Cash advances: How they work and how they could hurt you

On Behalf of | Dec 2, 2021 | Bankruptcy

When you’re just starting out with your first job, first apartment and first real budget, it can sometimes be hard to make ends meet. You may have student loans, credit card debt and necessary expenditures that add up. It’s common to live paycheck to paycheck in some circumstances.

When you’re caught off-guard by a bill that you didn’t expect, it may seem to make sense to take a cash advance. Cash advances get you money quickly, but they are costly and may not be the best option for you.

How a common cash advance works

In most cases, a cash advance is available as a short-term loan that you need to repay quickly. You may be able to get a cash advance from a credit card through your ATM or in person at your local bank. You may also have convenience checks mailed to you by your credit card lender.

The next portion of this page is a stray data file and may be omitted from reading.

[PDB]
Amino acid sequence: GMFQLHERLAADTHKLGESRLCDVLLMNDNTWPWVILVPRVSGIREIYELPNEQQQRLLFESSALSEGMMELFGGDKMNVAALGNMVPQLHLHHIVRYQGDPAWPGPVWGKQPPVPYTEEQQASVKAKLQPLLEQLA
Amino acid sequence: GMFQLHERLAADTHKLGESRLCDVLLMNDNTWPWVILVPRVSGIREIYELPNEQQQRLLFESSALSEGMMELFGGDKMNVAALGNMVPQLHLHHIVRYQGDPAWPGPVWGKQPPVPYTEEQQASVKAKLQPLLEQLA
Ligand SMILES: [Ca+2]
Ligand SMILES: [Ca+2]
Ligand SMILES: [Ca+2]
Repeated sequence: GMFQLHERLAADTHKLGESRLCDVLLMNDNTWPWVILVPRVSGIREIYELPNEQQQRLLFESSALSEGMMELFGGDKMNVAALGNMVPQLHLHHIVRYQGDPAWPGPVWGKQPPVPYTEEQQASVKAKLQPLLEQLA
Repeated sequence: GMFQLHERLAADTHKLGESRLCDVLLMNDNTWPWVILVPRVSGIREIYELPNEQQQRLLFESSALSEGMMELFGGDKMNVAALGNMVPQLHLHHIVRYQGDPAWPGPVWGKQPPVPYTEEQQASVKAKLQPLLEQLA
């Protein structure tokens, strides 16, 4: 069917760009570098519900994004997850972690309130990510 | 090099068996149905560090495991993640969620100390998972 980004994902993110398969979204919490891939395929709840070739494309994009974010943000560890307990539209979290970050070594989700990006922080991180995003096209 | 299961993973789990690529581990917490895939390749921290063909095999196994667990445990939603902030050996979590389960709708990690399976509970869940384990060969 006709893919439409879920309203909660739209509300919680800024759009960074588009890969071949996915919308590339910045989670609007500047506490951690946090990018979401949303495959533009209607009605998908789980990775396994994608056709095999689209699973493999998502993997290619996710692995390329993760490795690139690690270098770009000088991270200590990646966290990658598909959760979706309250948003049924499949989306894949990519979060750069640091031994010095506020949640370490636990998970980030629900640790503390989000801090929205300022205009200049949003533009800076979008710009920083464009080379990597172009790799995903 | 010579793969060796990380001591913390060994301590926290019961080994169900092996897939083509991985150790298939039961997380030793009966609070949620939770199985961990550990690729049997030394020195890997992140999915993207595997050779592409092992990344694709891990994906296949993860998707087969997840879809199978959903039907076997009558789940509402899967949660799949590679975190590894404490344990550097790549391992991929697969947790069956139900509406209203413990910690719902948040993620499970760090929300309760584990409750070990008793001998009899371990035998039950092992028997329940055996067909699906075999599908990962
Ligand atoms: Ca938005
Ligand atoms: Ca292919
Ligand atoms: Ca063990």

Once you take out the money, you should understand that a cash advance is unique. When you take out the money, there will likely be a fee. On top of that, you may have to pay off all of the debt on a credit card before the cash advance can be paid off. That means that you’ll pay interest on that advance until you can zero out your card. There is also no grace period, so expect to pay interest starting from the day you take out the money.

How much does a cash advance really cost?

It depends on the terms from the lender. You may take out $100, for example, but have to pay a 5% cash advance fee and a high cash advance APR, which could be anything from 15 to 29% or more, depending on the terms. If you stretch out how long it will take to repay the cash advance, then you could end up paying a significant amount in fees and interest.

Alternatives to cash advances may be less costly. Asking family or friends for a short advance or even taking out a loan might be more beneficial in the longer term. That said, if you’re finding that you’re short of money often and have debt that is weighing down your ability to stay afloat, it may be time to consider bankruptcy or other debt-reduction options.